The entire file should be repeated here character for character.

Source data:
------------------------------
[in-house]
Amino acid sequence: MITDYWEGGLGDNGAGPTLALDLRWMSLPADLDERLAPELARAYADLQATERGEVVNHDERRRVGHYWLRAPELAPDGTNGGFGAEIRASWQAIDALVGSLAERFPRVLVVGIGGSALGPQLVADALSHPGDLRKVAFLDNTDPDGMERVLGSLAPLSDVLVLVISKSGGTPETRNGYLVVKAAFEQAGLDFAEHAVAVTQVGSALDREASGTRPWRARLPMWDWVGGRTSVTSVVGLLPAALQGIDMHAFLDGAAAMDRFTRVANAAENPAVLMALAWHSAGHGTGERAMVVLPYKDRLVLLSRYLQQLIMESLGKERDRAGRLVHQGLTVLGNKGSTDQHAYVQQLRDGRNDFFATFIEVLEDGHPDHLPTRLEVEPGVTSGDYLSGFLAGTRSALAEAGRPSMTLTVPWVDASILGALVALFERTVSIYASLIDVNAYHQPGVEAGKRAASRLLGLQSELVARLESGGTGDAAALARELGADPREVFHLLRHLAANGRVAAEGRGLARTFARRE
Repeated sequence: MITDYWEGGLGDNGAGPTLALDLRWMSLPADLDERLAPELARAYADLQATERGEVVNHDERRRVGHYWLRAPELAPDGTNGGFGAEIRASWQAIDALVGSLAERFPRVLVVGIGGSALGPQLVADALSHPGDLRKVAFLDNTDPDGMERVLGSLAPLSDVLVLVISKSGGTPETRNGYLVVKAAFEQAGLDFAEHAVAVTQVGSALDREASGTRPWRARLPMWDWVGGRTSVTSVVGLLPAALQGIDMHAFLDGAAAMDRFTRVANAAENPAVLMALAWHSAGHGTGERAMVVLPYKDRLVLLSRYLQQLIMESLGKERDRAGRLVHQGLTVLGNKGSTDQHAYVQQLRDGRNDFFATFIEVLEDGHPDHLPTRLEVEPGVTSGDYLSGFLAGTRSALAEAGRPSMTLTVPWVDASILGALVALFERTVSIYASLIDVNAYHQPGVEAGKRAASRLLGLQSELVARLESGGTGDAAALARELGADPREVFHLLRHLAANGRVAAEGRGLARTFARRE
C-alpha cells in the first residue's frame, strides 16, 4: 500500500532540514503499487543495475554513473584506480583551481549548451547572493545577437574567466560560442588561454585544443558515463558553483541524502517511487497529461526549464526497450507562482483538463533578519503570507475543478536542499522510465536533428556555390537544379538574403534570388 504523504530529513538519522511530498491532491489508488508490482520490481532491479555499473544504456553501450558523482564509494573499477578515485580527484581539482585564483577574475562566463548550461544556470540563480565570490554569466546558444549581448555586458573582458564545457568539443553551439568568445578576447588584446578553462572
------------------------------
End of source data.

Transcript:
[in-house]
Amino acid sequence: MITDYWEGGLGDNGAGPTLALDLRWMSLPADLDERLAPELARAYADLQATERGEVVNHDERRRVGHYWLRAPELAPDGTNGGFGAEIRASWQAIDALVGSLAERFPRVLVVGIGGSALGPQLVADALSHPGDLRKVAFLDNTDPDGMERVLGSLAPLSDVLVLVISKSGGTPETRNGYLVVKAAFEQAGLDFAEHAVAVTQVGSALDREASGTRPWRARLPMWDWVGGRTSVTSVVGLLPAALQGIDMHAFLDGAAAMDRFTRVANAAENPAVLMALAWHSAGHGTGERAMVVLPYKDRLVLLSRYLQQLIMESLGKERDRAGRLVHQGLTVLGNKGSTDQHAYVQQLRDGRNDFFATFIEVLEDGHPDHLPTRLEVEPGVTSGDYLSGFLAGTRSALAEAGRPSMTLTVPWVDASILGALVALFERTVSIYASLIDVNAYHQPGVEAGKRAASRLLGLQSELVARLESGGTGDAAALARELGADPREVFHLLRHLAANGRVAAEGRGLARTFARRE
Repeated sequence: MITDYWEGGLGDNGAGPTLALDLRWMSLPADLDERLAPELARAYADLQATERGEVVNHDERRRVGHYWLRAPELAPDGTNGGFGAEIRASWQAIDALVGSLAERFPRVLVVGIGGSALGPQLVADALSHPGDLRKVAFLDNTDPDGMERVLGSLAPLSDVLVLVISKSGGTPETRNGYLVVKAAFEQAGLDFAEHAVAVTQVGSALDREASGTRPWRARLPMWDWVGGRTSVTSVVGLLPAALQGIDMHAFLDGAAAMDRFTRVANAAENPAVLMALAWHSAGHGTGERAMVVLPYKDRLVLLSRYLQQLIMESLGKERDRAGRLVHQGLTVLGNKGSTDQHAYVQQLRDGRNDFFATFIEVLEDGHPDHLPTRLEVEPGVTSGDYLSGFLAGTRSALAEAGRPSMTLTVPWVDASILGALVALFERTVSIYASLIDVNAYHQPGVEAGKRAASRLLGLQSELVARLESGGTGDAAALARELGADPREVFHLLRHLAANGRVAAEGRGLARTFARRE
C-alpha cells in the first residue's frame, strides 16, 4: 500500500532540514503499487543495475554513473584506480583551481549548451547572493545577437574567466560560442588561454585544443558515463558553483541524502517511487497529461526549464526497450507562482483538463533578519503570507475543478536542499522510465536533428556555390537544379538574403534570388 504523504530529513538519522511530498491532491489508488508490482520490481532491479555499473544504456553501450558523482564509494573499477578515485580527484581539482585564483577574475562566463548550461544556470540563480565570490554569466546558444549581448555586458573582458564545457568539443553551439568568445578576447588584446578553462572